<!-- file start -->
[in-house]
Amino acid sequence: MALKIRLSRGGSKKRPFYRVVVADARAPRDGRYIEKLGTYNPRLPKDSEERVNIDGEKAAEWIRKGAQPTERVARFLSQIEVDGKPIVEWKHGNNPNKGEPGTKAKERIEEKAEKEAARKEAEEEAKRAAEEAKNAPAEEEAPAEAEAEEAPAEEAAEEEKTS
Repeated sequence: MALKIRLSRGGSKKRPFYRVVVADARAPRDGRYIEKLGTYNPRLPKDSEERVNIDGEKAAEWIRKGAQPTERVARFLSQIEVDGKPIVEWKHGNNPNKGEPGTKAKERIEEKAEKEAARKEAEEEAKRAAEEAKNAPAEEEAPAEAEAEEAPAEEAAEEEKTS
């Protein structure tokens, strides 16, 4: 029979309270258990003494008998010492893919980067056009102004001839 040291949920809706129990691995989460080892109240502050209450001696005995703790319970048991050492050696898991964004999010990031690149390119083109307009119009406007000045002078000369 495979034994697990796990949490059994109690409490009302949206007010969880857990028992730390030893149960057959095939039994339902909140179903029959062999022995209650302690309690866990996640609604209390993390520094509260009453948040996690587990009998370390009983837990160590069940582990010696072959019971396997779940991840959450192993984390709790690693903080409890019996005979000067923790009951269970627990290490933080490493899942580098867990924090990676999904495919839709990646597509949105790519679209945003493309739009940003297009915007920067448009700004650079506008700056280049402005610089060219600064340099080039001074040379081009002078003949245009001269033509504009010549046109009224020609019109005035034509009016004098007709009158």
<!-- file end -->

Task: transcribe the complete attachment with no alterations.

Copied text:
[in-house]
Amino acid sequence: MALKIRLSRGGSKKRPFYRVVVADARAPRDGRYIEKLGTYNPRLPKDSEERVNIDGEKAAEWIRKGAQPTERVARFLSQIEVDGKPIVEWKHGNNPNKGEPGTKAKERIEEKAEKEAARKEAEEEAKRAAEEAKNAPAEEEAPAEAEAEEAPAEEAAEEEKTS
Repeated sequence: MALKIRLSRGGSKKRPFYRVVVADARAPRDGRYIEKLGTYNPRLPKDSEERVNIDGEKAAEWIRKGAQPTERVARFLSQIEVDGKPIVEWKHGNNPNKGEPGTKAKERIEEKAEKEAARKEAEEEAKRAAEEAKNAPAEEEAPAEAEAEEAPAEEAAEEEKTS
């Protein structure tokens, strides 16, 4: 029979309270258990003494008998010492893919980067056009102004001839 040291949920809706129990691995989460080892109240502050209450001696005995703790319970048991050492050696898991964004999010990031690149390119083109307009119009406007000045002078000369 495979034994697990796990949490059994109690409490009302949206007010969880857990028992730390030893149960057959095939039994339902909140179903029959062999022995209650302690309690866990996640609604209390993390520094509260009453948040996690587990009998370390009983837990160590069940582990010696072959019971396997779940991840959450192993984390709790690693903080409890019996005979000067923790009951269970627990290490933080490493899942580098867990924090990676999904495919839709990646597509949105790519679209945003493309739009940003297009915007920067448009700004650079506008700056280049402005610089060219600064340099080039001074040379081009002078003949245009001269033509504009010549046109009224020609019109005035034509009016004098007709009158």